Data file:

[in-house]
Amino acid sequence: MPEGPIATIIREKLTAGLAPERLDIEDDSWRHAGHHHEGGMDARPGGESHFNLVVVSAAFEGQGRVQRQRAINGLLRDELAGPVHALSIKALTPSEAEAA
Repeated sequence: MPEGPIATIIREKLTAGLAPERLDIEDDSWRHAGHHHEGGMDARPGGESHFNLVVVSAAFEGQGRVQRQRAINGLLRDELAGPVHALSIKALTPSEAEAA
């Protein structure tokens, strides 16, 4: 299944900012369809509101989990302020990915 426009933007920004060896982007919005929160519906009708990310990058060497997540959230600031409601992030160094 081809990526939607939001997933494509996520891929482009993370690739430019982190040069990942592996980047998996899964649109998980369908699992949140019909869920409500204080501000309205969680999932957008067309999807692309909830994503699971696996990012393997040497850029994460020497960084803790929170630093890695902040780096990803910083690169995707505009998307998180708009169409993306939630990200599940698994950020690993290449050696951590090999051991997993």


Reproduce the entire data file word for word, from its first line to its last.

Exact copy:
[in-house]
Amino acid sequence: MPEGPIATIIREKLTAGLAPERLDIEDDSWRHAGHHHEGGMDARPGGESHFNLVVVSAAFEGQGRVQRQRAINGLLRDELAGPVHALSIKALTPSEAEAA
Repeated sequence: MPEGPIATIIREKLTAGLAPERLDIEDDSWRHAGHHHEGGMDARPGGESHFNLVVVSAAFEGQGRVQRQRAINGLLRDELAGPVHALSIKALTPSEAEAA
């Protein structure tokens, strides 16, 4: 299944900012369809509101989990302020990915 426009933007920004060896982007919005929160519906009708990310990058060497997540959230600031409601992030160094 081809990526939607939001997933494509996520891929482009993370690739430019982190040069990942592996980047998996899964649109998980369908699992949140019909869920409500204080501000309205969680999932957008067309999807692309909830994503699971696996990012393997040497850029994460020497960084803790929170630093890695902040780096990803910083690169995707505009998307998180708009169409993306939630990200599940698994950020690993290449050696951590090999051991997993």